Vavi leaving Cosatu would be logical - analyst

2014-11-08 16:06
File: Sapa

File: Sapa

Multimedia   ·   User Galleries   ·   News in Pictures Send us your pictures  ·  Send us your stories

Johannesburg - It would be a logical step for Cosatu general secretary Zwelinzima Vavi to leave Cosatu, political analyst Richard Pithouse said on Saturday.

Before his suspension last year after having an affair with a junior employee, Vavi was a primary critic of President Jacob Zuma, while Congress of SA Trade Unions president Sdumo Dlamini was known for being pro-Zuma, he said.

"...So I don't think it could be possible for them to work together. It would make sense for Vavi to throw his weight behind Numsa."

Asked about the likelihood of Vavi leaving Cosatu, Pithouse said: "It is a logical step".

Earlier, Vavi tweeted "Guillotine of +350 000 workers is a game changer & will have profound political and organisational implications - what is to be done"?

Real change

The National Union of Metalworkers of SA had about 350 000 members, representing almost 16% of Cosatu's membership of 2 2 million.

Pithouse said Vavi was clearly aligning himself with Numsa in the tweet.

The union's expulsion during a special central executive committee (CEC) sitting on Friday signified a real change in South African politics, Pithouse said.

Numsa general secretary Irvin Jim confirmed the expulsion on Saturday.

"Yes, Numsa has been expelled," he said in an sms.

Pithouse said the expulsion was part of a steady breakdown of the African National Congress's power.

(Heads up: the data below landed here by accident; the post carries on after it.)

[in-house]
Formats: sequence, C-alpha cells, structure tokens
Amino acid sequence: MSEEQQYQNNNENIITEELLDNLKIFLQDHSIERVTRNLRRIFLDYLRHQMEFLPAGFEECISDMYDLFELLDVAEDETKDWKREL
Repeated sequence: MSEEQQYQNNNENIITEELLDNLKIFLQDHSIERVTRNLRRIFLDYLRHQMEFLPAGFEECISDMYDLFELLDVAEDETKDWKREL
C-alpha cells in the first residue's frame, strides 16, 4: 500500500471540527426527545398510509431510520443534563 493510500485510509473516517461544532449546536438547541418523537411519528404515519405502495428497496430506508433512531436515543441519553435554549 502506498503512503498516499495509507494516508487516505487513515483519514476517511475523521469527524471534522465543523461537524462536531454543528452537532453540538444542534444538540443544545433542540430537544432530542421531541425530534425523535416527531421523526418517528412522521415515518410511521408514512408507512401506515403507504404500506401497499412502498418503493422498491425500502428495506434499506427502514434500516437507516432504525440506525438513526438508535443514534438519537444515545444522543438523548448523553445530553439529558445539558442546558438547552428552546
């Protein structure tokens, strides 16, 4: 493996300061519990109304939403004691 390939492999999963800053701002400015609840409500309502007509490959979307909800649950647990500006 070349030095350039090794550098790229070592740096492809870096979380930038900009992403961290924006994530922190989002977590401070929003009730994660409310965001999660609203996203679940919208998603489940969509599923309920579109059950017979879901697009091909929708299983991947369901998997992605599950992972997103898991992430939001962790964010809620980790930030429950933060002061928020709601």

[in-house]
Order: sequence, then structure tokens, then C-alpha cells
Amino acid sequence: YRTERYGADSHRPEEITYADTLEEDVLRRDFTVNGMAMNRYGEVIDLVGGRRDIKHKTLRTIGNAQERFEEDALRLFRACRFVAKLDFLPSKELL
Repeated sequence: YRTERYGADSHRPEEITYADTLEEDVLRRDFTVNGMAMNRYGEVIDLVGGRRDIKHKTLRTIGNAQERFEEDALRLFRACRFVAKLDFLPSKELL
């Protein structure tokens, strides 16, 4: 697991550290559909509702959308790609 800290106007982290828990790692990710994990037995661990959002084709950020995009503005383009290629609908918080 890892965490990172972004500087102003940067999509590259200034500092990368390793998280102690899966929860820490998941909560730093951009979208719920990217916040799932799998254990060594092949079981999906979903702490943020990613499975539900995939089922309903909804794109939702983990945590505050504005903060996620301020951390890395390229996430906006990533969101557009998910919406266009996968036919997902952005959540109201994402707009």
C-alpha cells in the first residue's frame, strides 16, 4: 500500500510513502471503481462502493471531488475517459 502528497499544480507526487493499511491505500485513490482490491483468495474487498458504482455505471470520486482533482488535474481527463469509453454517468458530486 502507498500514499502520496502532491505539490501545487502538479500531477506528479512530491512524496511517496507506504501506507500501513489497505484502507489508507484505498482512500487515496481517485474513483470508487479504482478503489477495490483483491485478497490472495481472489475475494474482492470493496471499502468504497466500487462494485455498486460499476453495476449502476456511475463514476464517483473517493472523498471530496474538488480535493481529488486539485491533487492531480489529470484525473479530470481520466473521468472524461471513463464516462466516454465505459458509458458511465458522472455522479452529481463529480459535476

"No one saw what the consequences would be. The ANC's power is being reduced, it is fracturing in Parliament, in the communities and with political parties."

Service delivery protests

This was reflected in the number of service delivery protests happening across the country and the formation of the Economic Freedom Fighters.

The ANC set up a task team, led by party deputy president Cyril Ramaphosa, in April to help the trade union federation overcome infighting.

It met 19 Cosatu affiliates to canvass their views on tensions within the federation, and to get input on whether the tripartite alliance between the ANC, Cosatu, and the SA Communist Party, should continue.

The ANC had urged Cosatu to address infighting, amidst rumours of an imminent split.

At its special congress in December, Numsa decided not to support the ANC in the May general elections, which went against Cosatu's policy.

Cosatu spokesperson Patrick Craven said on Saturday CEC members voted on whether Numsa should stay, with 33 votes for expulsion and 24 against it.

On Friday, Jim gave a presentation defending the union against possible expulsion from the Cosatu. Numsa went to court on Thursday to try and prevent its expulsion.

The case was postponed and the CEC meeting went ahead.

The real question

Pithouse said Numsa would manage outside the African National Congress coalition.

"Numsa is a very big union with a lot of members and a lot of resources. It will definitely be able to stand on its own."